A discussion with a friend who works mainly with Java has come to the old case of virtual-by-default vs. final-by-default.
When I come to declare a method, I can decide whether I want derived classes to be able to override it. Java does this by default, which kind of sucks because it opens up a way for people to override code you haven't intended on letting them override, just because you forgot to mark the method as final. C# makes all methods final by default, which kind of sucks, since you can forget to make a method virtual and thus limit the deriving class from doing things it could have done if you had marked the method as virtual.
So why not take a third road? Why not just be constantly explicit about what you want to do? I think all methods declared in C# should be required to have a 'sealed' or 'virtual' (or 'override') modifier on them. This way, you would never be able to get away with not making the decision whether derived classes can override a method or not.
But that's just a thought... :)
I apologize that it's been a while since I last wrote something here. The lack of content was due to the fact that I have been reassigned to a non .net project for the foreseeable future.
I do, however, want to share with you a school of thought I developed during my many months of creating infrastructure code and forming coding methodologies in my last project. Maybe someone has already thought of it before. If they have, let me know. :)
I like to call this school The Zero Trust Rule or Zero Trust for short .This would mean that while you enable a programmer to work over your program or code, you will do so under two guidelines:
- Never trust programmers to not make mistakes. About anything.
- Help programmers understand the err of their ways when they make their mistakes.
For an example of the first rule, let's take a simple scenario: MyClass exposes a property of type Object, but can only receive instances of type SomeClass. If the property receives a different type, it throws an exception.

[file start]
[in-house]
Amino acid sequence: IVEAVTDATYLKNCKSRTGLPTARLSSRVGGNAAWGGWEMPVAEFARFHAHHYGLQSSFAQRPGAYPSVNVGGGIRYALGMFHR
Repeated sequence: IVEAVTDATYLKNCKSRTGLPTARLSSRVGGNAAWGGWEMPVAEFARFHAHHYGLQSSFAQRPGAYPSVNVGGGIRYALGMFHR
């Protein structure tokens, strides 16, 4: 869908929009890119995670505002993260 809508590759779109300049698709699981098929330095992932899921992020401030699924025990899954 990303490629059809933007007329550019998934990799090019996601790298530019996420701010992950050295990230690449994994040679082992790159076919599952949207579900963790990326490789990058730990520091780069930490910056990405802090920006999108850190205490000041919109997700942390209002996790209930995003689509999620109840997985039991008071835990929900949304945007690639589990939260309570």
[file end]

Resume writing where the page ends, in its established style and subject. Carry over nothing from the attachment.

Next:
This doesn't coincide with the first rule. The first rule clearly states that you should never trust any programmer (even yourself) to not make mistakes.
So we change the property to receive only objects of type SomeClass. This way, the programmer can not make a mistake of setting it to a different type.
A great example of the second rule would be the ObsoleteAttribute. In this case, when a programmer makes a mistake and uses an obsolete member, a compile-time warning is displayed and explains to the programmer what they had done wrong.
Visual Studio is another great example because it lets you know when you have a syntax error even before you compile, using red squiggly underlines.
This also applies to those of you who don't develop infrastructure code, because when your project enters the maintenance phase and if some one else was to maintain your code, they will make mistakes. Strongly type members. Use comments. Do not let them mistake.
The guidelines of Zero Trust have been with me all the way and helped me develop better software. I would recommend that you always have these two questions in the back of your mind:
- How can I force whoever uses this piece of code to make as few mistakes when using it as possible?
- How can cover the rest of the scenarios where I can't force the user to do the right thing?
Maybe someday everyone will think like this.
Do you follow this school of thought as well? I'd like to hear what you have to say.